Tell Congress to Accept Nagorno Karabagh's Independence
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Tell Congress to Accept Nagorno Karabagh's Independence

    1. Hayasdan Karabagh
    2. Petition by

      Hayasdan Karabagh

      Los Angeles, CA

Nagorno Karabagh is an Armenian territory,but Azerbaijan claims that it is part of Azerbaijan. It is home to 144,000 Armenians,but Azerbaijan is entering the territory and is starting to kill innocent Armenians and is making threats to use military force on the territory and on Armenia. If you sign this petition you can give freedom to the 144,000 Armenians living there and end this bloody 20 year conflict.Please give Karabagh Independence So it May once again Connect with "Mother" Armenia. Give Karabagh its independence from Azerbaijan

The essential difference in the cases of Nagorno Karabakh and Kosovo lies in the histories of both regions. Nagorno Karabakh — Artsakh in Armenian — is one of the cradles of Armenian statehood and the birthplace of a late medieval emancipatory movement in Eastern Armenia. Artsakh contains a large number of key landmarks of Armenian history, and is important to the Armenians in the same way Kosovo is important to the Serbs or Jerusalem is important to the Jews.

Armenian settlements and a distinct political entity have existed in Artsakh since the second century BC. Ancient Greek and Roman historians, including Pliny the Elder, Plutarch, Ptolemy and Dio Cassius stated in their writings that Armenia's eastern border with the neighboring region of Caucasian Aluania (Aghvank) was demarcated by the River Kur, engulfing Artsakh in Armenia. Greek historian Strabo in his "Geography" mentions Artsakh as a fertile province of Armenia known for its exceptional cavalry.

In the 1st century BC, the ruler of the Armenian Kingdom Tigran II the Great founded one of four cities, named "Tigranakert" after himself, in Artsakh; its ruins are found on the eastern border of the contemporary Nagorno Karabakh Republic. Artsakh, codified as the 10th province of the ancient kingdom of Armenia Major (Armenia Greater or Metz Haik, in Armenian), was brought into focus at the end of the 4th century, when Christianity was spreading to Armenia's eastern provinces, in the aftermath of the missionary activities of St. Gregory the Illuminator.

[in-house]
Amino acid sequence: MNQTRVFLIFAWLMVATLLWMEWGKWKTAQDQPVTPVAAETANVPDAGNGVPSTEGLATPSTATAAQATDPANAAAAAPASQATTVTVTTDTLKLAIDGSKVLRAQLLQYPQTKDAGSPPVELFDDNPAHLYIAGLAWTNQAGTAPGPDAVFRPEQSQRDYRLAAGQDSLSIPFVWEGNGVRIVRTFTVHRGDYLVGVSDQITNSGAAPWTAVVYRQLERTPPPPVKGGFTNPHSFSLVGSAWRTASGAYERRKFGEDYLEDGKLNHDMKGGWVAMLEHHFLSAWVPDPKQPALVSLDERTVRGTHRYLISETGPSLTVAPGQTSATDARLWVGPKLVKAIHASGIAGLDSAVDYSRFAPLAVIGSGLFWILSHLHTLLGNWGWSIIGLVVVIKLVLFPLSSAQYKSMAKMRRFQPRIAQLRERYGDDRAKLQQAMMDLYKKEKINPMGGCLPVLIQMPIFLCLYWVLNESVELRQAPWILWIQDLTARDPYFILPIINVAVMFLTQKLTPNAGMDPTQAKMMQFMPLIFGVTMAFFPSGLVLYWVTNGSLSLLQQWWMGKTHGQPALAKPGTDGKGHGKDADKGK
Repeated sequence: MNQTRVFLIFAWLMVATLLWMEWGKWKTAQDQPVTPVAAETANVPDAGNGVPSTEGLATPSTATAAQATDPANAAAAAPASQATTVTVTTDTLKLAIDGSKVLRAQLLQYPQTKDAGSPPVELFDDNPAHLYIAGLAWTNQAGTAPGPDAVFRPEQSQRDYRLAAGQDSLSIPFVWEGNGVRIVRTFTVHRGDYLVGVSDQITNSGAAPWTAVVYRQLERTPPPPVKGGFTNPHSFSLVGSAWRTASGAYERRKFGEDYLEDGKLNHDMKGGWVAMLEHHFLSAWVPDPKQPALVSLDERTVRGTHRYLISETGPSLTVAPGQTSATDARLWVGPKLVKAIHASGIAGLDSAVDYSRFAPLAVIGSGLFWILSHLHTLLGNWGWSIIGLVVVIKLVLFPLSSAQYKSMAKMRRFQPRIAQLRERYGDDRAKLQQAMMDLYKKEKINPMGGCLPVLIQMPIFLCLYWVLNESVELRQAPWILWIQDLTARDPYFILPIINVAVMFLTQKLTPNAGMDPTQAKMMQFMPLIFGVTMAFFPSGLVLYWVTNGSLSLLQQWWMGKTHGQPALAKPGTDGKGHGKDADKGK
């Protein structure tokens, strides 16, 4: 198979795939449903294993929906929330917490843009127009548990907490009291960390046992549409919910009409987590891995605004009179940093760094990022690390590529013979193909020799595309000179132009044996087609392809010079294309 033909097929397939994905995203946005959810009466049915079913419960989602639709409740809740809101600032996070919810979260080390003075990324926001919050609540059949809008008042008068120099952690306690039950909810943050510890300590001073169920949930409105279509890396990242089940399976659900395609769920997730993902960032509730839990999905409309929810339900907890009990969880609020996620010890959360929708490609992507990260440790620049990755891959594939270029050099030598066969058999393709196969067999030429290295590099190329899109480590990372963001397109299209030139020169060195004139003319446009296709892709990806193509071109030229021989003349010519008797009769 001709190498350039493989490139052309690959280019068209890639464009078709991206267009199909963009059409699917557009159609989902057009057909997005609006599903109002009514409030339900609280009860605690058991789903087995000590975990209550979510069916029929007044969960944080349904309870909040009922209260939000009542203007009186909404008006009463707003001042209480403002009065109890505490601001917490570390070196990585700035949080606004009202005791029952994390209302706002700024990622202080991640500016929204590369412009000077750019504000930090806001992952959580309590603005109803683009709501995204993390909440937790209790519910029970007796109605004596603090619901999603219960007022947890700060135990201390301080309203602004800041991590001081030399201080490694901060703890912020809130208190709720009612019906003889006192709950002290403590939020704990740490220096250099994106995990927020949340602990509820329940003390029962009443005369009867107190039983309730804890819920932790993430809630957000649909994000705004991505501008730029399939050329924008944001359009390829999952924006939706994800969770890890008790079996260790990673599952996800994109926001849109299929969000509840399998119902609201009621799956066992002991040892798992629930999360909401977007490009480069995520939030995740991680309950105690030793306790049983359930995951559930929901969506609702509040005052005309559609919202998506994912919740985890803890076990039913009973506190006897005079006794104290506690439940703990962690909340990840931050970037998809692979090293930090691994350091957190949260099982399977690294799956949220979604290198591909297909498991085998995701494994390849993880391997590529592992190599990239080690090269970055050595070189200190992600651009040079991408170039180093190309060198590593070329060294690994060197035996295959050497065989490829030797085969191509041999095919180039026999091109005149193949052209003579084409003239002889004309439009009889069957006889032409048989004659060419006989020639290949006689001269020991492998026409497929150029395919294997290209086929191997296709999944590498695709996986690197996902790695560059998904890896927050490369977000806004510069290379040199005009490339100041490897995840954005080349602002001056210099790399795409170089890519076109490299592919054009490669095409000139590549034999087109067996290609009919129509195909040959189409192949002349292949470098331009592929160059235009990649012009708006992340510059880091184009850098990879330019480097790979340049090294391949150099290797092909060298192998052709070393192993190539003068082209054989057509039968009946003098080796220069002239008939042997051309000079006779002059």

In the 5th century, Artsakh became the place where the creator of the Armenian alphabet, St. Mesrob Mashtots >>, established the first Armenian religious school, in Amaras Monastery (now in the Martuni district of the Nagorno Karabakh Republic). Amaras became the venue where the newly invented alphabet was probated for teaching purposes for the first time.

Here is some excerps for the book "40 days of Musa Dagh"

page 81-82 : " Zeitun is the name of an ancient hill town on the northern slopes of the Cilian Taurus range. Like the villages around Musa Dagh, it was almost entirely inhabited by its original Armenian population. Since, however, it was a town of some importance, of about thirty thousand inhabitants, the Turkish government had garrisoned it with considerable numbers of troops and saptiehs, officers and officials, with their families - as they did wherever it seemed necessary to keep non-Turks under surveillance..."

Here is the original text of this excerpt:

"For months the ruthless Turks had waged a campaign of terror against the Armenians -- hanging, looting and raping.

And now, in 1915, they embarked on a campaign of complete extermination.

Faced with certain death, the Armenian villagers revolted. It fell to Gabriel Bagradian to lead some five thousand of them into the impenetrable mountain area of Musa Dagh. Here they constructed primitive but almost impregnable fortifications.

The tough, courageous villagers--poorly armed and with meager provisions-- looked out across the rocky slopes to see the first Turkish patrols inching slowly up the mountain.